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The Rohingya crisis: key roles for business

Golda Benjamin & Bobbie Sta. Maria, Business & Human Rights Resource Centre

3 October 2017

Half a million Rohingya refugees have fled Rakhine State in Myanmar in the last five weeks, leading to immense humanitarian challenges in the overflowing camps around Cox’s Bazar in Bangladesh. Over the same period, we have received information and queries from members of the business community on their perceived role in this crisis.

There have been a number of analyses on how the issue links to business, investments, and the economy.

A key report that came out a day before the 25 August insurgent attack that led to intensified security operations highlights an economic dimension to the decades-long Rakhine conflict. The final report of the Advisory Commission on Rakhine State led by former UN Secretary-General Kofi Annan included recommendations to prevent violence, maintain peace, and offer a sense of hope to the hard-pressed populations in Rakhine State. Part of it mentions the resentment created by investments that often exclude local communities from planning, execution, and benefits:

“Large-scale investment projects in Rakhine have also served to nurture local resentment towards the central government. Local communities are largely excluded from the planning and execution of such projects. Profit tends to be shared between Naypyitaw and foreign companies, and as a consequence, local communities often perceive the Government as exploitative. During its many consultations in Rakhine, the Commission met with numerous villagers, community leaders and civil society representatives who accused the Government of exploiting the state’s natural resources without giving the local communities their fair share.”

Campaign group Global Witness also refers to the military’s “outsized role in politics, the economy and the social life of the country”, highlighting how the military controls key sectors of the economy and mostly remains outside of civilian control.

As the humanitarian emergency arising from recent attacks worsens with few solutions in sight, some clear business or economic impacts are also emerging. For example, the European Parliament’s Trade Committee has said that the current situation does not allow for a fruitful discussion on a potential EU-Myanmar investment agreement, and that under current conditions, the ratification of an investment agreement with Myanmar is not possible. There have also been reports of companies deciding to hold off on their plans to enter the Myanmar market, citing the Rohingya crisis as an issue.

Leading responsible companies have taken the first step of using their public voice to address the issue.

Telenor expressed support for the recommendations of the Advisory Commission, called for open dialogue and sustained engagement, and highlighted equality and non-discrimination as core company values.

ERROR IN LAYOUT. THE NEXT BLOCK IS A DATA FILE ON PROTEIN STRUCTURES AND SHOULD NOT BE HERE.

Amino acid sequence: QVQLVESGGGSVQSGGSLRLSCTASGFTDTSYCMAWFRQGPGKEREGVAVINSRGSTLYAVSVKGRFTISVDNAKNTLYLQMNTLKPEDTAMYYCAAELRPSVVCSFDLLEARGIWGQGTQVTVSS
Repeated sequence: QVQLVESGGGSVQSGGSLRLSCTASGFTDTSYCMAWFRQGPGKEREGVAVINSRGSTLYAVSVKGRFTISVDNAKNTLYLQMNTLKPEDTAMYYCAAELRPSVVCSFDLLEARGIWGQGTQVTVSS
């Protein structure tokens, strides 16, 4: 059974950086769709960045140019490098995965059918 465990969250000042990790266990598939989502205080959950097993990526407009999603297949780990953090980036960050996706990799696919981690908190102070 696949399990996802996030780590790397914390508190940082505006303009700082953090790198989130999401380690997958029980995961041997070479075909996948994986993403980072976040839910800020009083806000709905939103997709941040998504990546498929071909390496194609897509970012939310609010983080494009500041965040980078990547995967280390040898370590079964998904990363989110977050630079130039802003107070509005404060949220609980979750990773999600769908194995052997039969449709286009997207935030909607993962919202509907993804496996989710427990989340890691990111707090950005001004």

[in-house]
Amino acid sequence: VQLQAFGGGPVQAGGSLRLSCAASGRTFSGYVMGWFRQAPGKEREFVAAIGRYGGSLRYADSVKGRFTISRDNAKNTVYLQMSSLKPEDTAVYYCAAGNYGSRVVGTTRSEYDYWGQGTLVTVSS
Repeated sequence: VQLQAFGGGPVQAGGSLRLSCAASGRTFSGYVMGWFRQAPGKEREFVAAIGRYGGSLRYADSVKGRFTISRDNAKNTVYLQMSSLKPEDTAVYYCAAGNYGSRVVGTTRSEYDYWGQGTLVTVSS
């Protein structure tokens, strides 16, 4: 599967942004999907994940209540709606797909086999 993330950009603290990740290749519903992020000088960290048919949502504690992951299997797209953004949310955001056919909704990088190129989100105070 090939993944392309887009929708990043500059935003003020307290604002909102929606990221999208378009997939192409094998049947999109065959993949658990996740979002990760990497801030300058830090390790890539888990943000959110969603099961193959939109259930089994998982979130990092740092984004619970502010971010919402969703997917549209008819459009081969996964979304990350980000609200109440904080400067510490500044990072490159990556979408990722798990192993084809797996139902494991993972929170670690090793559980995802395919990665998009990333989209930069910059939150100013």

Leber Jeweler issued a call to action among businesses, saying: “In the face of the violence being directed against the Rohingya people, it is the moral responsibility of business leaders, especially those western companies now working in Burma, to use their voices and their economic influence.”

Unilever, through Twitter, stated that "it stands firm with Nobel Peace laureates calling for action from UN Sec Council to protect the Rohingya".

Companies could also support the humanitarian response.

In crises, there is always triage. Right now, the urgent need is humanitarian assistance, especially to the most vulnerable: unaccompanied children, pregnant women, the elderly, and the disabled.

Many organisations and governments are working hard to ensure that the emergency is addressed with urgency and efficiency. Equally, the UN High Commissioner for Refugees (UNHCR) Filippo Grandi recognizes the efforts of the local community and said that there has been an "an incredible outpouring of local generosity". However, he added that all efforts must be "beefed up by massive international assistance, financial and material". The UNHCR lays out its needs in an appeal.

Business, with humanitarian agencies, will next need to be mindful of potential future trafficking and hyper-exploitation from the camps, especially if current calls for safe repatriation of refugees are ignored. Criminal traffickers will already have identified the refugees as a new, potential profit centre.

Leading responsible companies are already reflecting on their future role to help refugees, and contribute to resolving the conflict. These companies are looking at: supply chain approaches they can take to reduce marginalization and conflict, and their collective influence on government’s policy and practice. We highlight further their responsibility to ensure that their investments and supply chains in both Myanmar and Bangladesh prevent further marginalization and abuse of ethnic minorities, especially the Rohingya that have long been described as the world’s “most persecuted minority”.